I appreciate the opportunity to share behavior management tips with a focus on Doug Lemov’s Teach Like A Champion for a few reasons.
First, it gives me a sense of reward to feel that I am putting my best foot forward toward (hopefully) inspiring the coming generation of dance educators and aiding in putting good education practices into the ethosphere.
Second, I feel a sense of satisfaction to push myself to further my education outside of my current academic program. For years I have considered myself a “lifelong learner” and to dedicate my time to daily or weekly reading, synthesizing, and applying information gives me a strong sense of fulfillment.
Third, it gives me a chance to create. In re-purposing content to which I was originally introduced as a young educator myself and placing it in the lens of dance education is a creative endeavor for me. And, yeah, I consider myself a “creative.” This is one way that I got my jollies, if you will.
Finally, I feel that I’m providing a little bit of insight into the brain of the mama of Dance Daze, Inc. and Dance Daze in Schools programs. (That’s me. Founder and CEO all day, yo.)
With that, let’s dive into today’s Behavior Management Monday Tip. It’s Technique #31 in Teach Like A Champion 2.0, and it can be found under the larger category of Pacing. It’s called “Every Minute Matters.”
In short, when practicing Every Minute Matters, we are respecting the students’ time by making each minute as productive as possible.
When explaining this technique, Lemov says, “Time, I was reminded… is water in the desert. It is a teacher’s most precious resource — it is to be husbanded, guarded, and conserved. Every minute of it matters” (p. 225).
He goes on to explain in this chapter that if we let students “relax” for just the last 5 minutes of every class for 6 classes in each school year, we are giving up 75 hours of valuable instructional time.
One of my favorite parts in this chapter is as follows:
Mastering Every Minute Matters means spending time with the greatest possible productivity by attending to the everyday moments when time is often squandered. It means assuming that events will forever create new and unanticipated opportunities for downtime to occur, and therefore being prepared with “back-pocket” activities: a high-energy review of what your students have learned, or a challenge problem. It means keeping a series of short learning activities ready so that you’re prepared when downtime threatens . . . . You can, in short, always be teaching. (p. 226)
As someone who has directed summer camps, been a camp counselor, directed after school programs, been a teaching artist, been an elementary classroom teacher, worked as an internship coordinator, and who currently directs my own dance education organizations, I think that the above quote is so powerful and it is one of the skills that impresses me most when I am observing other teachers, both new and experienced. I think that having a “bag of tricks” is one of the most important skills for an educator to develop, and it is something that comes with time.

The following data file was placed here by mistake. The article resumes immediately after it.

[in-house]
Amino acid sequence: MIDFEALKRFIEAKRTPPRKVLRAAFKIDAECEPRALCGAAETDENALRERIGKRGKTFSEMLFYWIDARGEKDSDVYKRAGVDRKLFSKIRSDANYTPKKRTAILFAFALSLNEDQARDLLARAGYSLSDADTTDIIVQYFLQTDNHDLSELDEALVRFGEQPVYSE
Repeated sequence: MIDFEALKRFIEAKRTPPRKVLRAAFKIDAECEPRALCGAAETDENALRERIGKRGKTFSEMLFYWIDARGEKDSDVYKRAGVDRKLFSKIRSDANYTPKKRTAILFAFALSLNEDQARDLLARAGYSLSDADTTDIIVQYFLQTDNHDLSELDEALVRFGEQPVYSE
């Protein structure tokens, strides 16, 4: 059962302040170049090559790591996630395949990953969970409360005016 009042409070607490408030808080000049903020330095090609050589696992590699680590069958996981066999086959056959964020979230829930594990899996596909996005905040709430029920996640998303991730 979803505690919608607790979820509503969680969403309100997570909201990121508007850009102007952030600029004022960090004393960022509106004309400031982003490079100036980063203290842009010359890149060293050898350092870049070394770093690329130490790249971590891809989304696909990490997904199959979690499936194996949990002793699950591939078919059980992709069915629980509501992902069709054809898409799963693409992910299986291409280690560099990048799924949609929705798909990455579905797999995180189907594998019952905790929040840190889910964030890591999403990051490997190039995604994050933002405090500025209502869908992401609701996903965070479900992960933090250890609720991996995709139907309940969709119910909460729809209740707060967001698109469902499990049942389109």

When I was first working as a teaching artist for Dance Daze in Schools in the Bay Area, I worked very hard to develop my bag of tricks because I quickly realized that the way I had been trained in dance wasn’t entirely working for teaching dance in schools for several hours per week. Back then, I was teaching dance for kids in kindergarten through sixth grades at multiple schools. I worked hard to find ways to blend my knowledge of dance classroom culture (really: dance studio and pre-professional dance training culture) with elementary school culture. One way in which I did this, and, therefore began developing my bag of tricks was reading. I read about different ways to engage students through movement and thus began my person deep dive into the world of dance education.
One of the books that helped me to teach dance in schools was Making Fun Out of Nothing at All: 101 Great Games That Need No Props. I loved this book because it was inexpensive, practical, and full of movement activities that would allow me to break up the monotony of my in-schools dance classes, keep my students engaged, and continue teaching fundamental elements of movement and dance-making in a way that resonated with my students–play. Oh, also, in case you didn’t catch it in the book title–NO PROPS are needed for any of these 101 activities. AWESOME.
So yes, this is one book I would highly recommend for adding to your bag of tricks as a dance educator, especially if you are teaching at a school, camp, or community center.
Be prepared to teach the art of dance in any environment. And be prepared with a deep and interesting bag of tricks so that you can make every minute of learning time impactful and productive for your students.